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Making meaning out of mountains : skiing, the environment and eco-politics Stoddart, Mark Christopher John

Abstract

This research provides a sociological analysis of skiing as a form of outdoor recreation and nature tourism in British Columbia, Canada. A qualitative multi-method approach is used, combining discourse analysis, interviews with skiers, and unobtrusive field observation at Whistler Blackcomb and Whitewater ski resorts. Through a focus on discourse, embodied interactions among humans and non-humans, and flows of power, this research describes an environmental ambiguity at the centre of skiing. There is a tension between interpretations of skiing as an environmentally-sustainable practice and notions of skiing as an environmental and social problem. Skiing is based on the symbolic consumption of nature and is understood by many participants as a way of entering into a meaningful relationship with the non-human environment. However, interpretations of skiing as a non-consumptive use of non-human nature are too simple. Social movement groups disrupt pro-environmental discourses of skiing by challenging the sport’s ecological and social legitimacy. Many skiers also articulate a self-reflexive environmental critique of their sport. In these instances, skiing is brought into the realm of politics. Recreational forms of interaction with the non-human environment tend to be at the periphery of environmental sociology. At the same time, sport sociologists tend to focus on the social dimensions of outdoor recreation, while bracketing out non-human nature. This research brings these two fields of inquiry into dialogue with each other, thereby addressing this double lacuna.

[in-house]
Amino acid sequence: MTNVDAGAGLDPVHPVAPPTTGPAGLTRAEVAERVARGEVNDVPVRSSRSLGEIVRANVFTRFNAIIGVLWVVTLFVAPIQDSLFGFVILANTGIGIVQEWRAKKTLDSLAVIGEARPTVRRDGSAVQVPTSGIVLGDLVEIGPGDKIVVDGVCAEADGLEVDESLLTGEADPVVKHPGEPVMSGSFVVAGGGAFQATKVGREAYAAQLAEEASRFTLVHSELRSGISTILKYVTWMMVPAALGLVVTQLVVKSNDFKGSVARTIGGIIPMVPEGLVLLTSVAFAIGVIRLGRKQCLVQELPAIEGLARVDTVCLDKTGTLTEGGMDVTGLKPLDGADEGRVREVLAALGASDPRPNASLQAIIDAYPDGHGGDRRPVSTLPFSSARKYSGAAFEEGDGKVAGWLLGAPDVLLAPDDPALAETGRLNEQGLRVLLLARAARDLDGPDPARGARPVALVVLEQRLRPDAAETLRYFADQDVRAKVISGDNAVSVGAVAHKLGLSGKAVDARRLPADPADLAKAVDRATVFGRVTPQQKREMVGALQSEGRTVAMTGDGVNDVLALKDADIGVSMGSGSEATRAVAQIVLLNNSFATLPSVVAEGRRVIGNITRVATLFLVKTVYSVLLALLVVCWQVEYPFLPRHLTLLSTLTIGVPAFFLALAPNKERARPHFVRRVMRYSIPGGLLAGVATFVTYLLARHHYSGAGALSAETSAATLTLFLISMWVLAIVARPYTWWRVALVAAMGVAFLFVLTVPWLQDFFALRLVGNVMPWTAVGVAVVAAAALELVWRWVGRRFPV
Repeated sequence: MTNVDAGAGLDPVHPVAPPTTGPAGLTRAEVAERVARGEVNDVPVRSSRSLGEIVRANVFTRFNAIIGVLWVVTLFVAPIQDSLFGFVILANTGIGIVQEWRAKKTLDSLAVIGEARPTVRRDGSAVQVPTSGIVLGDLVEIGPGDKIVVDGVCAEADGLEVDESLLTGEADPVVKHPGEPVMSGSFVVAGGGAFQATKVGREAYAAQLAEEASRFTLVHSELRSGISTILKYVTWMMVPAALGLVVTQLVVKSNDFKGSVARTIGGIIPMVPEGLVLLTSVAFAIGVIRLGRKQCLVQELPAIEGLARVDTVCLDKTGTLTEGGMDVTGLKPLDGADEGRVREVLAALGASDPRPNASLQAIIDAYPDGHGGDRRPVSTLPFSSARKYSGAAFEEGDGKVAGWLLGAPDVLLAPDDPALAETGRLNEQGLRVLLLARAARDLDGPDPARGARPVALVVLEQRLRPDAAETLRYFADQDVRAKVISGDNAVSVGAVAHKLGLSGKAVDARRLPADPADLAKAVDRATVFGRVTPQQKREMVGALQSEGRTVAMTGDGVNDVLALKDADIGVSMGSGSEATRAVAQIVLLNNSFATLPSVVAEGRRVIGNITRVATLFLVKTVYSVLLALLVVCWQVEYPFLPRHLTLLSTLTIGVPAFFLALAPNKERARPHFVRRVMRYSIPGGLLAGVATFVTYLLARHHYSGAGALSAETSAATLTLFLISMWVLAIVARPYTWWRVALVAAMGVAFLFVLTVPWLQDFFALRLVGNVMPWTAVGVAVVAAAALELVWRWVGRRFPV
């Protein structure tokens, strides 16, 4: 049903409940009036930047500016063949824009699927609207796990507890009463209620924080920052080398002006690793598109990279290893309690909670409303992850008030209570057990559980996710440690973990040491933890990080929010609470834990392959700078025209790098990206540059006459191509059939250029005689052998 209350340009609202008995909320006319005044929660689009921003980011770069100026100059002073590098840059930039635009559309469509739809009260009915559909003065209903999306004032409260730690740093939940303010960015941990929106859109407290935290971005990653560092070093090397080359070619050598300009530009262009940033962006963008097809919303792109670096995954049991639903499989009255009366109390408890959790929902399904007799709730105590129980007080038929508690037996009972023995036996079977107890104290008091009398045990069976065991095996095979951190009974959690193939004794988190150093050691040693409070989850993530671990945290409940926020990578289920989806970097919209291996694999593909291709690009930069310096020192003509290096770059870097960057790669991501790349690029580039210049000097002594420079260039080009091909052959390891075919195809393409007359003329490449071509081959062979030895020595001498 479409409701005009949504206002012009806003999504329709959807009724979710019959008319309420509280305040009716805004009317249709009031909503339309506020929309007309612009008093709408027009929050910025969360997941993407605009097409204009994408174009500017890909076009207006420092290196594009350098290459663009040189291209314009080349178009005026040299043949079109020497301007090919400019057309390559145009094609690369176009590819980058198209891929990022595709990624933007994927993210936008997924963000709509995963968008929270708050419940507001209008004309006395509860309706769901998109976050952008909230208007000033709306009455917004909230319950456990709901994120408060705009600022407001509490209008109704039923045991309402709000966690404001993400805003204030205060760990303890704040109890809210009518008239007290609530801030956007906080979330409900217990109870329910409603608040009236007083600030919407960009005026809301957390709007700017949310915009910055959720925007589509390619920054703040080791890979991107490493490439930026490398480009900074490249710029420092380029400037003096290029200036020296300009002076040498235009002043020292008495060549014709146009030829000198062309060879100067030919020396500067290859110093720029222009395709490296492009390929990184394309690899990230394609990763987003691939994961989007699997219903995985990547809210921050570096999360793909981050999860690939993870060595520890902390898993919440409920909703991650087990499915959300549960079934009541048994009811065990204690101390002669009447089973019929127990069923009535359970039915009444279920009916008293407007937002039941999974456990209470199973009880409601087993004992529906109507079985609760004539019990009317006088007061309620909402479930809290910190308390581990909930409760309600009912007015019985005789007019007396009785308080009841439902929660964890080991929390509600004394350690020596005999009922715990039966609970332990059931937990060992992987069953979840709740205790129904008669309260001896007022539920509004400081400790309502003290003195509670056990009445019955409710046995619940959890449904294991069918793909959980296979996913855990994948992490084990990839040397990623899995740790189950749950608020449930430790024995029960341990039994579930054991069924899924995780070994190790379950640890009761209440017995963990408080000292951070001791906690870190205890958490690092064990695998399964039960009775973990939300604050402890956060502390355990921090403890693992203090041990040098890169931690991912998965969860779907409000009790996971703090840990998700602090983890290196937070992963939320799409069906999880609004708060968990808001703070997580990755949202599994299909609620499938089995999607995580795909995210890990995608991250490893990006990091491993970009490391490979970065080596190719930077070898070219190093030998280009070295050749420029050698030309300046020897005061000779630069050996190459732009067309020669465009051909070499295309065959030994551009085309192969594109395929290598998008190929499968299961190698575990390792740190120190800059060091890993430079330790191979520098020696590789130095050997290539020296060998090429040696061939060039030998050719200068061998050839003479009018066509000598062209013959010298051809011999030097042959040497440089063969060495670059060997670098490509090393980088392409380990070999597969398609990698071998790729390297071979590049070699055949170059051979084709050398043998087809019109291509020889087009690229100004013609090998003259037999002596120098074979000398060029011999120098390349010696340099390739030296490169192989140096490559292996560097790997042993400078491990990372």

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Attribution-NonCommercial-NoDerivatives 4.0 International

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